Docked at Malecon 2000 (Guayaquil)


27 April 2011

Docked at Malecon 2000

Goodbye to the blue South Pacific Ocean, welcome to the green waters of the Jambeli Channel. On Monday, an Ecuadorian pilot came aboard Tara to guide Loic, our captain,  on this river navigation. It takes about 4 hours to go up the Rio Guayas, bordered with mangroves, to reach the dock at Malecon 2000, located in the heart of Guayaquil.  On the way the schooner passes some pirogues, a few fishing boats, and an impressive 3 masted sailboat, school-ship of the Ecuadorian navy. Going up this river feels a little like going back in time.

With each nautical mile traveled, the humid heat and mosquitoes increasingly drain the energy and the blood of Tara’s passengers. But these equatorial discomforts do nothing to diminish the crew’s excitement at reaching their next port of call.

Navy officers in white uniforms are on the dock waiting for the scientific sailboat. The moorings are cast and the gangway is installed. After 3 weeks at sea, crew members can finally walk on firm ground. The honorary Consul of France at Guayaquil, Mr. Thierry Souët, has come to welcome the scientists and sailors. After greeting the travelers, he warns us about the dangers of the city. Certain neighborhoods are to be avoided.

But Malecon 2000, where the schooner is docked, is actually one of the safest places in the city.    On this long jetty that looks like a promenade, families and couples of sweethearts are peacefully strolling under the watchful gaze of numerous policemen.

After a restful night on the boat, the crew starts their first day of official visits. At 10 in the morning, about 40 journalists are on the dock armed with cameras, microphones and pens.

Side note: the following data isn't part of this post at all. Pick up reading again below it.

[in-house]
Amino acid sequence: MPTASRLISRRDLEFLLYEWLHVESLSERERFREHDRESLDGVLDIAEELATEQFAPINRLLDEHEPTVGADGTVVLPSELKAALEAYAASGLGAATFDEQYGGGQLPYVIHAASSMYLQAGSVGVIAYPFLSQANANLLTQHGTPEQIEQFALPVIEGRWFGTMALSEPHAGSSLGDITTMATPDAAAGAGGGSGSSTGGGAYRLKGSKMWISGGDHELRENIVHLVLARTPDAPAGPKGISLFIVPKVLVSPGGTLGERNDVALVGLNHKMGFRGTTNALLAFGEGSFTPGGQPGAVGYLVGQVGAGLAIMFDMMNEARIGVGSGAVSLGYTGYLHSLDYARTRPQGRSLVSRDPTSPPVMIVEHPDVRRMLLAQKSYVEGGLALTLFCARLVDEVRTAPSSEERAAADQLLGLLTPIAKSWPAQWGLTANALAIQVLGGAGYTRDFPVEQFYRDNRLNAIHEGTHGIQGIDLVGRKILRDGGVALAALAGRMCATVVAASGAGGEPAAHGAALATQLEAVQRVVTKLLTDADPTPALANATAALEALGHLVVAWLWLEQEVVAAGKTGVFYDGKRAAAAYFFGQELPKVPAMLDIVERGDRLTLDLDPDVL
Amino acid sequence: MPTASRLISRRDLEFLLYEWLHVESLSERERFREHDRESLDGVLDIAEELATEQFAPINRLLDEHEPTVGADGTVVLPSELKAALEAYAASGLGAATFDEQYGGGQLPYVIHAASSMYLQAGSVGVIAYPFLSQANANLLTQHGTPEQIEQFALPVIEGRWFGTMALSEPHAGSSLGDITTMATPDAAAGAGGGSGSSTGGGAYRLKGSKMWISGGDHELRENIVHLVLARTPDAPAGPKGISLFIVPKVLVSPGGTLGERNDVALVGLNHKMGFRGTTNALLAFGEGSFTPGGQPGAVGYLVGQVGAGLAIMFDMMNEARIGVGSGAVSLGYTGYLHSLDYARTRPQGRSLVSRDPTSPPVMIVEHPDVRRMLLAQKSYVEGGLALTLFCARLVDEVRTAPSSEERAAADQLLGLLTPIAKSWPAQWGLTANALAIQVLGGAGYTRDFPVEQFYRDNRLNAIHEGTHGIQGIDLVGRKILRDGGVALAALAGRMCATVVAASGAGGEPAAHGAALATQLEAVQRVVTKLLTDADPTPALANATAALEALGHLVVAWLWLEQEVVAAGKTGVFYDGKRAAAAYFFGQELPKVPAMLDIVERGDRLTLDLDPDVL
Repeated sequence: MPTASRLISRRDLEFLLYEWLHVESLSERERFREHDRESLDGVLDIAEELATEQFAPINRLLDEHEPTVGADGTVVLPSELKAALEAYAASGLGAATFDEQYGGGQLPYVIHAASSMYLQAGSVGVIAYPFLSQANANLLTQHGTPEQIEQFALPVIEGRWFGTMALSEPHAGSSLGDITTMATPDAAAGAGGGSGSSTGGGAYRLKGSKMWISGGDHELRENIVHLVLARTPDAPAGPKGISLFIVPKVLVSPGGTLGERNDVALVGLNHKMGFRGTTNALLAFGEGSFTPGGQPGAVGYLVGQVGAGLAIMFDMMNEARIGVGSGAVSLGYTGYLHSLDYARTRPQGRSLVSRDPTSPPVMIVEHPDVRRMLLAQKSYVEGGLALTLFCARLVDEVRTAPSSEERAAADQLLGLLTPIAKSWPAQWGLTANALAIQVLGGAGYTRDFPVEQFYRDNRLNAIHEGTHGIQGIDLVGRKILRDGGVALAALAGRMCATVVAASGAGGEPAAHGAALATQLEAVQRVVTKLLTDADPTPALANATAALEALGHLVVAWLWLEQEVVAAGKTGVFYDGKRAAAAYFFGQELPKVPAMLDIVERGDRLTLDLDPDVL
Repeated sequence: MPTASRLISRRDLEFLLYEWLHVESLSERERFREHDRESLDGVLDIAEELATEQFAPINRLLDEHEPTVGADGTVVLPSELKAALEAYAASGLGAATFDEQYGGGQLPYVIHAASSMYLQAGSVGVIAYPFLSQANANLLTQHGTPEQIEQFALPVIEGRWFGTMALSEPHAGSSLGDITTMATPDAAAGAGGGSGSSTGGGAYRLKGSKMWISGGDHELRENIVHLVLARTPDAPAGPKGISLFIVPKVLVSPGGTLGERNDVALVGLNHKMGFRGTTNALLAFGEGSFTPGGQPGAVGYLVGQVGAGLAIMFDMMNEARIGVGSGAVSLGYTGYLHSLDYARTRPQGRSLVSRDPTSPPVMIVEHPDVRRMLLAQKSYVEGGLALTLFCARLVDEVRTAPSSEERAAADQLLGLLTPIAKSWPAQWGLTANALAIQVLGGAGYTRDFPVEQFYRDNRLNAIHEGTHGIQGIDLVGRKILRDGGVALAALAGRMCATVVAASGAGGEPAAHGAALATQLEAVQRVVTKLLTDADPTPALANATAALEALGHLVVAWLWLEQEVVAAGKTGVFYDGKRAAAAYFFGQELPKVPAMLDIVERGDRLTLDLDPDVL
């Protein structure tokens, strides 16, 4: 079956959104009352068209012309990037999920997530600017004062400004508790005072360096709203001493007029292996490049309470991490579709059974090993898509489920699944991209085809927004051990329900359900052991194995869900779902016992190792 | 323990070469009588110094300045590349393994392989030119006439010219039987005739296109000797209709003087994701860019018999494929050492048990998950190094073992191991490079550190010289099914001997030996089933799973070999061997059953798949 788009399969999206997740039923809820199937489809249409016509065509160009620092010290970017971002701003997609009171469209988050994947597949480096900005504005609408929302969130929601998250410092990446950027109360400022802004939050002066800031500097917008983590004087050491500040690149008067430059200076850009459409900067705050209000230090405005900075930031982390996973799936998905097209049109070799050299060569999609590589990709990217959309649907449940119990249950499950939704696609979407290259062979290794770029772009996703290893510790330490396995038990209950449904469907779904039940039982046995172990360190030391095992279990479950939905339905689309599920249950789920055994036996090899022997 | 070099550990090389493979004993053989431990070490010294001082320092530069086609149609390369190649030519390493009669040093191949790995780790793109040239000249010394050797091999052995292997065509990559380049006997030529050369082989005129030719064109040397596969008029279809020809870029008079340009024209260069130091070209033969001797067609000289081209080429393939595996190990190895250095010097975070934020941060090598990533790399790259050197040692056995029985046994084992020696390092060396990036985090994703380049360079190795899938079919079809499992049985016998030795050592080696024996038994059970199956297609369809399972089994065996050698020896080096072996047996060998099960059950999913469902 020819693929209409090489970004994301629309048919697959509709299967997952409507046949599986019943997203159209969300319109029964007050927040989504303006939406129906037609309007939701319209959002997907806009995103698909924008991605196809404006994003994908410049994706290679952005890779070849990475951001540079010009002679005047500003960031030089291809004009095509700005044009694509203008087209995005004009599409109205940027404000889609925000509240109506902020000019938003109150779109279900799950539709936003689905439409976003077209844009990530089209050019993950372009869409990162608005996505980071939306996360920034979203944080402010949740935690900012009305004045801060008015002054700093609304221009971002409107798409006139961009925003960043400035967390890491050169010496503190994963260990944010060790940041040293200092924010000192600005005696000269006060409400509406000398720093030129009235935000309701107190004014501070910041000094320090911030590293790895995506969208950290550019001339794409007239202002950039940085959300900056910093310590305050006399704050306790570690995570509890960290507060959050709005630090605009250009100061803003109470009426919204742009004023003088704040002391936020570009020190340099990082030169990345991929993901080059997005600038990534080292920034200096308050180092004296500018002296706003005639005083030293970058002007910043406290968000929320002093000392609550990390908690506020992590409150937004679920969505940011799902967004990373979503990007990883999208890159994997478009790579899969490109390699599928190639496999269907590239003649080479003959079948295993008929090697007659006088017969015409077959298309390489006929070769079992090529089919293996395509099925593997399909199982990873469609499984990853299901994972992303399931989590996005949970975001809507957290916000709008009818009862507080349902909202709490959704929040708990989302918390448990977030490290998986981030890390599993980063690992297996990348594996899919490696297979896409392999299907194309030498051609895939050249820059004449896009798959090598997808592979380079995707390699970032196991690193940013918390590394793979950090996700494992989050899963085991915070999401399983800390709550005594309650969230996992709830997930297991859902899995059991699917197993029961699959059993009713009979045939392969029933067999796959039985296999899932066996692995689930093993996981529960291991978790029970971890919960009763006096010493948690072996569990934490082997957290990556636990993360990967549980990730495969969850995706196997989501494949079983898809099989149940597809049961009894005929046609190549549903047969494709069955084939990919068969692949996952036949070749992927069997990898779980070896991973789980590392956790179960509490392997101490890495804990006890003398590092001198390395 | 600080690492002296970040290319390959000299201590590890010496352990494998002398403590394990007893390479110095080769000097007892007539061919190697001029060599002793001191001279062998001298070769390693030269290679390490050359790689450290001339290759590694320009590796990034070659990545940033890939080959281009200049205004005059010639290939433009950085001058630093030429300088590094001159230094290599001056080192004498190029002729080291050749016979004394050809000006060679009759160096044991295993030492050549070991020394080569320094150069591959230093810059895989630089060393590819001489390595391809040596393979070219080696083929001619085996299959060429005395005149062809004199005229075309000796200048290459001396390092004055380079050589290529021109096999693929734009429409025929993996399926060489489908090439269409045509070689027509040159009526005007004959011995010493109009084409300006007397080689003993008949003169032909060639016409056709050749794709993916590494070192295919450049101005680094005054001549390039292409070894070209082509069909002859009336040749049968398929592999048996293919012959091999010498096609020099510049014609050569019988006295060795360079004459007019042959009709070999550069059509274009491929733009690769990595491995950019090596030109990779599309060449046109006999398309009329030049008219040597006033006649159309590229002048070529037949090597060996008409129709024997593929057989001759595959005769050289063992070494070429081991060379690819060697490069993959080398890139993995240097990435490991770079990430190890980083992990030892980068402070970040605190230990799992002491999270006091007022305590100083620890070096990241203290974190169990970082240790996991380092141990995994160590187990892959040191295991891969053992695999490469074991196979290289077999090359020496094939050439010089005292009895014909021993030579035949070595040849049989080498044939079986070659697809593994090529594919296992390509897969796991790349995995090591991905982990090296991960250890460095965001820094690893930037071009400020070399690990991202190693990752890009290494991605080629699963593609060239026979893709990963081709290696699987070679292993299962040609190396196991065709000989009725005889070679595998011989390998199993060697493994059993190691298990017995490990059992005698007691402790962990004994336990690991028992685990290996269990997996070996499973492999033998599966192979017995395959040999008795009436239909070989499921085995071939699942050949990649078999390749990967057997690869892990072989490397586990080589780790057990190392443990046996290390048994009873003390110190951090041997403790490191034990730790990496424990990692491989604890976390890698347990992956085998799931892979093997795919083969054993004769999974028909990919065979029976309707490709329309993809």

The head scientist and the captain present the Tara Oceans project to the local and national media. Also present are Mr. Oscar Garcia Poveda, director of Interagua, and Mr. Jean-Baptiste Main de Boissière, French Ambassador in Ecuador, who express their support of the expedition. A few hours later, after the stream of journalists have toured the boat, the Mayor of Guayaquil Mr. Jaime Nebot, comes to visit the crew and salute their work.

Once the visits are over, sailors and scientists are invited to come taste the traditional ‘ceviche’, a dish composed of fish and shellfish marinated in lemon.

Little by little, calm returns to Tara. Tomorrow there will be more visits, with the Ecuadorian Ministers of Ecology and Education. Meanwhile, sailors and scientists go back to their usual activities. As at every stopover, a long list of work has been planned. The luckiest ones will take advantage of the afternoon to explore the streets of the picturesque neighborhood, Las Penas.

Anna Deniaud